Learn About the Law
Get help with your legal needs
FindLaw’s Learn About the Law features thousands of informational articles to help you understand your options. And if you’re ready to hire an attorney, find one in your area who can help.
Anthony Terrell McCLENDON, Appellant, v. STATE of Mississippi, Appellee.
¶ 1. Anthony Terrell McClendon was convicted by a Hinds County Circuit Court jury of deliberate design murder and sentenced to life in prison. On appeal he argues that the aiding and abetting instruction was erroneous, a manslaughter instruction was needed, and the prosecution should not have withheld results of a polygraph examination. No reversible error is shown and we affirm.
¶ 2. The following is a review of the evidence, some of it contested, that is consistent with the verdict. Anthony Terrell “Rell” McClendon and Michael Towers worked together on a roofing job. After work on December 13, 1995, McClendon took Towers, McClendon's cousin Elbert Silas, and fifteen-year old Antonio Lewis for a ride in an automobile that he had borrowed. McClendon wanted to collect $800 that he believed Leon Hughes owed him as the result of a drug transaction. McClendon drove to the home of Henry Sims, who was called “Bonshay,” looking for Hughes.
¶ 3. McClendon found him there and had him get in the backseat of the car between Silas and Lewis. McClendon then began asking Hughes for the money. Hughes stated that he had some money at his sister's apartment in Clinton, and the group next traveled there. McClendon and Hughes got out of the vehicle and knocked on the apartment door, but no one answered. McClendon became angry and slapped and punched Hughes. The two got back into the vehicle. On the drive towards Bolton, where McClendon's aunt and cousin lived, McClendon told Hughes to “say hello to his sister when he got there.” One witness said that McClendon's sister was dead.
¶ 4. When they arrived at the home of McClendon's aunt, the group parked behind a hedge so that the vehicle was not visible from inside the residence. McClendon then got out and entered the trailer, talked briefly to his cousin, then went back outside. Shortly thereafter McClendon went back inside, talked to his cousin again, then again went outside. He pulled out a pistol and told Hughes to get out of the car. Hughes refused and was forcefully removed from the vehicle. McClendon then shot Hughes once in the buttocks and once in the calf.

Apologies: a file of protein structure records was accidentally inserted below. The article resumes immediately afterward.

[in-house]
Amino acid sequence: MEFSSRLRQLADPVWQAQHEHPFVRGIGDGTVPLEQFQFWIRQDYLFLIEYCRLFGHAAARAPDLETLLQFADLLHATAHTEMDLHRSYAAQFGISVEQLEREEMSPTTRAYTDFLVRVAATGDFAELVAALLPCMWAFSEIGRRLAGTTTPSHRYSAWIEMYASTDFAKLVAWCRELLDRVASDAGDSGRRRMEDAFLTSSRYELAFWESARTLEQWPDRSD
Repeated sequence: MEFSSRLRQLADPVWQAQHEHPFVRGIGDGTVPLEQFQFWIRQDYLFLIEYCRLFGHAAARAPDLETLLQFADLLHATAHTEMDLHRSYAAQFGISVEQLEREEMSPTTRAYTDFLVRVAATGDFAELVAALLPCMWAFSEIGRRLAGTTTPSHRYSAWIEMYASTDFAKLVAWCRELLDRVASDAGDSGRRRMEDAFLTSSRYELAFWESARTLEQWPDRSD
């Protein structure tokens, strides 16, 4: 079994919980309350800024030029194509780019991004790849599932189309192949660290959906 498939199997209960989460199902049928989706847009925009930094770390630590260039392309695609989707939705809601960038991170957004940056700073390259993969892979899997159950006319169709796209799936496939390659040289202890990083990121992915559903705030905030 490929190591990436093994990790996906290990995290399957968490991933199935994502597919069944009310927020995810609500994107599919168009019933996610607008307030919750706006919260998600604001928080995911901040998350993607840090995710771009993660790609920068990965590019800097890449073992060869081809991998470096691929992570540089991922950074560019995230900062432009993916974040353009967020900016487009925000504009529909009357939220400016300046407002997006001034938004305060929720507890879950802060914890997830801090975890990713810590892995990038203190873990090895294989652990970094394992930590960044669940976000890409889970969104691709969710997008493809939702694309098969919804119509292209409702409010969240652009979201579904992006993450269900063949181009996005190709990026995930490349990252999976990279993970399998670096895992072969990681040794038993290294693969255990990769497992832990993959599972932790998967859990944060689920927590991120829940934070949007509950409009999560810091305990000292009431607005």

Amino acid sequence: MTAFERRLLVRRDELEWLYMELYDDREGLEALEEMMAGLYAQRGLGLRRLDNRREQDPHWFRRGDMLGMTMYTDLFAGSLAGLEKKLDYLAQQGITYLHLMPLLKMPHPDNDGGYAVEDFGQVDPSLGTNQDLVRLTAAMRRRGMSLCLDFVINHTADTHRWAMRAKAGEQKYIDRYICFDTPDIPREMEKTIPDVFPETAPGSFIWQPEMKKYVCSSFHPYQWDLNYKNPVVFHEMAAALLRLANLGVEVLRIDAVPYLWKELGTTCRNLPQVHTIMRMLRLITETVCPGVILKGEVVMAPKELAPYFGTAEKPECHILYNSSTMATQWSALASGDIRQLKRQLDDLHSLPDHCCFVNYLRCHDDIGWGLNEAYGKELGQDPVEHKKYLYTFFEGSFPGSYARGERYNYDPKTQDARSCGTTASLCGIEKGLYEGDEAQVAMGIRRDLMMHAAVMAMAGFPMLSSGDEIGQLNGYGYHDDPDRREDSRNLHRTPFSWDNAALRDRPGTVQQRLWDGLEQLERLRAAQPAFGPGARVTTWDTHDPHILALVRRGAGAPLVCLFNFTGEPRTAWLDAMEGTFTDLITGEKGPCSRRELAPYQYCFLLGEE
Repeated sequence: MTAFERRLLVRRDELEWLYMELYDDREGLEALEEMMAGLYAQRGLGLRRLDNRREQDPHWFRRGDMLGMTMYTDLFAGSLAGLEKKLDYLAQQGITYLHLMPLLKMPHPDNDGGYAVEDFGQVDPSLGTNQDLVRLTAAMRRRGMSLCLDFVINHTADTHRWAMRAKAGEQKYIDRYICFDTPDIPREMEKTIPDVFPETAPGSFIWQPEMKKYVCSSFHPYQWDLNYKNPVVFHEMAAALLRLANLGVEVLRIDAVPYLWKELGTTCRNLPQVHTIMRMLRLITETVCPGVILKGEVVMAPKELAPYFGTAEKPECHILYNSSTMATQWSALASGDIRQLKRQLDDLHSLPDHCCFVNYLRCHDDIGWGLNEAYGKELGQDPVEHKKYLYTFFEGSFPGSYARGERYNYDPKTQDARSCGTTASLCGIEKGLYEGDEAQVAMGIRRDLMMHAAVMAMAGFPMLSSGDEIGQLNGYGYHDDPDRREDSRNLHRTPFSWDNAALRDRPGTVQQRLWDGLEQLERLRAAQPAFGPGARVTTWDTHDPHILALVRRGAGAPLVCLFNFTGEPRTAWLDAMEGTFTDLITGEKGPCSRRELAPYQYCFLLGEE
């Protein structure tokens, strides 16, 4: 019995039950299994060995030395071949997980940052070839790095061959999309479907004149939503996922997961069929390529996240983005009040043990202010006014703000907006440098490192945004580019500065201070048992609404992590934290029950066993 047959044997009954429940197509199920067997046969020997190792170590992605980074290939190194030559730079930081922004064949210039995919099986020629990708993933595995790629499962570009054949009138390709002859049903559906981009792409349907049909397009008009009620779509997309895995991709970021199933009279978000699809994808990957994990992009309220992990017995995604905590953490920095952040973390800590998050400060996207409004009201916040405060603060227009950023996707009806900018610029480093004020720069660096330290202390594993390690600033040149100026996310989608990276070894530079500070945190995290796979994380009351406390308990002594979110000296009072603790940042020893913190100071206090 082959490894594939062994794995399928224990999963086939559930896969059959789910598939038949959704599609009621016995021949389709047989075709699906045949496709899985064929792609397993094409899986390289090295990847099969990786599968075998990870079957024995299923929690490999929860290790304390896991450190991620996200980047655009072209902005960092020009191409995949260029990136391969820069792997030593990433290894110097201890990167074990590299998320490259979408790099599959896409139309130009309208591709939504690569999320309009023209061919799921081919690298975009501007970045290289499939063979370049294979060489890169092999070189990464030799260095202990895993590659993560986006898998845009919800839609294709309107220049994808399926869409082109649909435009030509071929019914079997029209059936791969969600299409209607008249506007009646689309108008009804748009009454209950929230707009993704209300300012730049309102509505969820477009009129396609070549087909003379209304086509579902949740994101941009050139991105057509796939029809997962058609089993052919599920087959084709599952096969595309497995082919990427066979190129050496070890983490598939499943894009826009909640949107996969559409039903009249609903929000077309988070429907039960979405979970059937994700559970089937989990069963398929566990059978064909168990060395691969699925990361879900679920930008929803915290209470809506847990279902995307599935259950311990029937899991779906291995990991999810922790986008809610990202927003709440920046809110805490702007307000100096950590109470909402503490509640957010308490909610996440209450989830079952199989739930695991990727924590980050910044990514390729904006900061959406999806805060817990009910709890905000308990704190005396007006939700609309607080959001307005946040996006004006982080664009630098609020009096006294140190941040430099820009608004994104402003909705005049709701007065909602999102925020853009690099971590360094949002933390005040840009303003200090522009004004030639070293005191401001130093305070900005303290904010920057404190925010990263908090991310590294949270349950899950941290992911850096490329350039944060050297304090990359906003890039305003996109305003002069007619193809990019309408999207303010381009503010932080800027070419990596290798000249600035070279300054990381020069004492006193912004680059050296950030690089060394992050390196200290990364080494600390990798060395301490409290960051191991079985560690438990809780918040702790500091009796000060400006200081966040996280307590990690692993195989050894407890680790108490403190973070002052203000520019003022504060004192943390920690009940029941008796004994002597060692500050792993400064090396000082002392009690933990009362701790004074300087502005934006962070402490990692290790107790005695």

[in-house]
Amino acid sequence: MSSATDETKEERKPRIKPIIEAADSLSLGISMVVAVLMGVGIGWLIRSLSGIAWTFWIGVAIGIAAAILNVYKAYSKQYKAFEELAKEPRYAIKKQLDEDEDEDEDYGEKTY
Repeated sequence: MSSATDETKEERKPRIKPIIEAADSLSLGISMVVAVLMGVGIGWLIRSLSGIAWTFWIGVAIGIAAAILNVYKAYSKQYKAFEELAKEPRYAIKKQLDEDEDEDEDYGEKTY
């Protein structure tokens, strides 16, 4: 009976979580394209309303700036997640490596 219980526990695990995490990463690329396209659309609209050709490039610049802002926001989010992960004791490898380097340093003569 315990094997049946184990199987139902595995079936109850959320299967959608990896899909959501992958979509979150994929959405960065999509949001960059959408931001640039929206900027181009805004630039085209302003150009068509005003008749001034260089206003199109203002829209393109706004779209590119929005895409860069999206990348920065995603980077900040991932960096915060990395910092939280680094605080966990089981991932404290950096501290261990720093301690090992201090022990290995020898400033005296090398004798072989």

¶ 5. The gunshot wounds left Hughes unable to walk. McClendon, Towers, Silas and Lewis dragged his body down a gravel road which led to a nearby pasture. Hughes was crying and begging for his life. Towers struck him on the head with a brick. Hughes was in and out of consciousness, and was carried over a barbed wire fence and into the pasture. McClendon told Silas to give his gun to Lewis so that he could kill Hughes. Silas refused and walked toward the fence with Towers. McClendon then gave his weapon to Lewis, who was described at trial as mentally “slow.” McClendon, Silas, and Towers walked away while Lewis shot Hughes once through the temple. All four returned to the trailer, had glasses of water, then returned to Jackson.
¶ 6. McClendon, Silas, Towers, and Lewis were indicted for the deliberate design murder of Leon Hughes. McClendon was tried separately in Hinds County Circuit Court August 4-5, 1997. The jury found him guilty and sentenced him to a term of life.
I. Aiding and abetting instruction
¶ 7. McClendon argues that the trial court improperly granted the State's aiding and abetting instruction, in violation of Hornburger v. State, 650 So.2d 510 (Miss.1995). According to McClendon, the instruction allowed the jury to convict him of murder in the absence of proof of every element of the crime beyond a reasonable doubt. We first look at instruction S-2: